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Delhi just has to be the most messed up capital in the world – administratively, politically and environmentally. It is becoming more dysfunctional by the day. Things have become particularly bad over the last three years because Mr. Modi finds it hard to forget that Mr. Kejriwal delivered him the biggest haymaker of his political career by winning 67 out of 70 seats. Ever since then the Union government has a simple one point agenda for Delhi – let its administration and civic services deteriorate to a point where the AAP is totally discredited and Delhi-ites are ready to lynch Mr. Kejriwal. It does this through a multi-pronged strategy: don’t allow the AAP to legislate any new initiatives (by sitting on its Bills – at last count about 11 Bills were awaiting approval), intimidate the IAS and Dhanics officers into being loyal to the Centre rather than the state, use the three Municipal Corporations (all BJP controlled) to deliberately deny proper civic services to the citizens by constantly raising financial demands on the Delhi government and instigating strikes, ensure non-cooperation by central agencies such as DDA, the Delhi Metro, CBI etc. And its lethal trump card is of course the Lieutenant Governor, a latter day Viceroy, a superannuated appointee who can (and constantly does) veto the wishes of a government that has been elected by twenty million voters. He is omnipotent but accountable to no one. None other than the Supreme Court has held, in a recent obiter dicta, that he is the undisputed and constitutional head of Delhi. But have you ever seen him appear on TV to explain why he is presiding over such disarray and shambles, and what does he propose to do about it ? Why grill poor Mr. Kejriwal on prime time every evening when the Big Boss is the LG ? Is it that asking him to give an account of his administration would amount to some kind of lese majeste ?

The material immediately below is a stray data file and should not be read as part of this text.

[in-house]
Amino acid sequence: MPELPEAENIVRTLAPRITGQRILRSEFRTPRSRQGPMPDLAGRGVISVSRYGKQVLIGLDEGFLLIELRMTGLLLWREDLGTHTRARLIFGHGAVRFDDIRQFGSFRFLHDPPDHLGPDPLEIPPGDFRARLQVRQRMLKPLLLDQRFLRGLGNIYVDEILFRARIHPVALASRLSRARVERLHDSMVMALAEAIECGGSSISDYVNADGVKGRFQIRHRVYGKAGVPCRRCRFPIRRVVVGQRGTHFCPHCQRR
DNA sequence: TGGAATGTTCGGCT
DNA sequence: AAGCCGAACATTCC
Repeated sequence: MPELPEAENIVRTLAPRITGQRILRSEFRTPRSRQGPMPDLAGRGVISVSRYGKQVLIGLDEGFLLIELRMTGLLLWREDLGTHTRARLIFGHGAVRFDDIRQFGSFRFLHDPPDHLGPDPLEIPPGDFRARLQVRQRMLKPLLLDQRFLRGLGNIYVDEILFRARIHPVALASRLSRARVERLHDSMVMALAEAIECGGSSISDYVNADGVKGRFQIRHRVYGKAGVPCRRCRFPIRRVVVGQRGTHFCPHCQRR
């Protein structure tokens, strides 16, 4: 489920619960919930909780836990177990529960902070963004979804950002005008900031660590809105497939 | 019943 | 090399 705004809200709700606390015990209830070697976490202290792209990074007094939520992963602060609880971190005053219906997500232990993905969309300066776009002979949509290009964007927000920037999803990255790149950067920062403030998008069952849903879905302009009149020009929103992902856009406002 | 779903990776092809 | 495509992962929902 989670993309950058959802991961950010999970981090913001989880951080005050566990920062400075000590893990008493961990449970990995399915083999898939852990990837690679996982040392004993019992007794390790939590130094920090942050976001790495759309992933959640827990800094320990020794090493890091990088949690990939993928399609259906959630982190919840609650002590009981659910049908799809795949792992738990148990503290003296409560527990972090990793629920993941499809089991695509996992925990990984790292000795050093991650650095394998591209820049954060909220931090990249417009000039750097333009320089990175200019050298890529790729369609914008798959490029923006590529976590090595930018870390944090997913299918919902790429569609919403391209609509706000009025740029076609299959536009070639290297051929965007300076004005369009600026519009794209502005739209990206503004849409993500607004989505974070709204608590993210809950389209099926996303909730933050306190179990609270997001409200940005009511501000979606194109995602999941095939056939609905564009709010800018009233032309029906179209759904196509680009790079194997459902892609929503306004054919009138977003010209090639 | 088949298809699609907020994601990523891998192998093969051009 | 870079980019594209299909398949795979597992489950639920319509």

As if this were not bad enough, there is also a plethora of statutory authorities issuing all manner of directions, sometimes contradicting each other, to which nobody pays any attention, each questioning the other. The city is a modern tower of Babel, confusion confounded – should trucks be allowed in or not? Should Badarpur TPS be shut down or not? What the hell do we do with the 15000 tonnes of garbage we produce every day? Should all construction activity be stopped? Why is garbage still being burned at the landfills? Should odd-even be introduced again? Does it actually lower pollution levels? Is Amarinder Singh allowing stubble burning in Punjab to get even with the BJP and AAP? There is no shortage of “Authorities” or Ideas in Delhi – just a famine of people who will implement them.